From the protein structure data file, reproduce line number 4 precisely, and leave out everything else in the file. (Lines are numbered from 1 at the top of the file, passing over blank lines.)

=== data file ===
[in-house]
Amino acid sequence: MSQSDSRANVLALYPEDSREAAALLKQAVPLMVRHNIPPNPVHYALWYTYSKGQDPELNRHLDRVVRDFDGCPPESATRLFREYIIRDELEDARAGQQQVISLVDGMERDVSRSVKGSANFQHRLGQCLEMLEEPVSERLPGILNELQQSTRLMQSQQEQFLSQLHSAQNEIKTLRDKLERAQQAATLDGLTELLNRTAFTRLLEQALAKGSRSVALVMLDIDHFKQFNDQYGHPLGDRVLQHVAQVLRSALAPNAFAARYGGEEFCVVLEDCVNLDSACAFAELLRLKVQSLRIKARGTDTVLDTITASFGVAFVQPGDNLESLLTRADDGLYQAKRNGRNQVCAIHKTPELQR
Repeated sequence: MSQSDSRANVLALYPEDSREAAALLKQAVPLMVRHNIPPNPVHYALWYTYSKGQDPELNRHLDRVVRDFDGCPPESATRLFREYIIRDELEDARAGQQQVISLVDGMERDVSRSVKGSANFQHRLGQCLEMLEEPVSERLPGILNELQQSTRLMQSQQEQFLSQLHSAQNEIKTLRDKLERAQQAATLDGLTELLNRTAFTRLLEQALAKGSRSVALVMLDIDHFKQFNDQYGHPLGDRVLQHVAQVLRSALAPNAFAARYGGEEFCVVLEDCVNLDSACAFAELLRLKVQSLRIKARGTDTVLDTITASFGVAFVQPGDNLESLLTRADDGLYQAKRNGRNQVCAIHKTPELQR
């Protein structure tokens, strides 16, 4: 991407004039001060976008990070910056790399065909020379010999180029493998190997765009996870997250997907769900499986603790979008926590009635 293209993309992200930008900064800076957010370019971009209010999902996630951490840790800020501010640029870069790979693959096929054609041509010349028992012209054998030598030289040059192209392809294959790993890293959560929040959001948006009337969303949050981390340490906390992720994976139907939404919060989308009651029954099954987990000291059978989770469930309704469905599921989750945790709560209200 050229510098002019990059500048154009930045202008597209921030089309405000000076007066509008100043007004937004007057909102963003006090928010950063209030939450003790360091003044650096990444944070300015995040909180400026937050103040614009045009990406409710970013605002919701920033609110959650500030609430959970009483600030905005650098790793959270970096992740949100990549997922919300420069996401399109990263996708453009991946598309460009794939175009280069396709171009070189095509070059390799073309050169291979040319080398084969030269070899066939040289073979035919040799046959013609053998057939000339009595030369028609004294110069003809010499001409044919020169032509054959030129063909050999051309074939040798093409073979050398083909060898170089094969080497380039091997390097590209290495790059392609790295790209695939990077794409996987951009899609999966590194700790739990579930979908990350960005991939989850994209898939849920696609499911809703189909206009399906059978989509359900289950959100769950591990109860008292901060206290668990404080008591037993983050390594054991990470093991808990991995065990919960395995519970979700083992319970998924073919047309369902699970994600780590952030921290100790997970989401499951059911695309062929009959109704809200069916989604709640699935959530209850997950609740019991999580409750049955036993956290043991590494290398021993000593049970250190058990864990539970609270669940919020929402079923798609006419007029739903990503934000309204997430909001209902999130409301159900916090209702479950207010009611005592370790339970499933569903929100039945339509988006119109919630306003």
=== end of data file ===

């Protein structure tokens, strides 16, 4: 991407004039001060976008990070910056790399065909020379010999180029493998190997765009996870997250997907769900499986603790979008926590009635 293209993309992200930008900064800076957010370019971009209010999902996630951490840790800020501010640029870069790979693959096929054609041509010349028992012209054998030598030289040059192209392809294959790993890293959560929040959001948006009337969303949050981390340490906390992720994976139907939404919060989308009651029954099954987990000291059978989770469930309704469905599921989750945790709560209200 050229510098002019990059500048154009930045202008597209921030089309405000000076007066509008100043007004937004007057909102963003006090928010950063209030939450003790360091003044650096990444944070300015995040909180400026937050103040614009045009990406409710970013605002919701920033609110959650500030609430959970009483600030905005650098790793959270970096992740949100990549997922919300420069996401399109990263996708453009991946598309460009794939175009280069396709171009070189095509070059390799073309050169291979040319080398084969030269070899066939040289073979035919040799046959013609053998057939000339009595030369028609004294110069003809010499001409044919020169032509054959030129063909050999051309074939040798093409073979050398083909060898170089094969080497380039091997390097590209290495790059392609790295790209695939990077794409996987951009899609999966590194700790739990579930979908990350960005991939989850994209898939849920696609499911809703189909206009399906059978989509359900289950959100769950591990109860008292901060206290668990404080008591037993983050390594054991990470093991808990991995065990919960395995519970979700083992319970998924073919047309369902699970994600780590952030921290100790997970989401499951059911695309062929009959109704809200069916989604709640699935959530209850997950609740019991999580409750049955036993956290043991590494290398021993000593049970250190058990864990539970609270669940919020929402079923798609006419007029739903990503934000309204997430909001209902999130409301159900916090209702479950207010009611005592370790339970499933569903929100039945339509988006119109919630306003």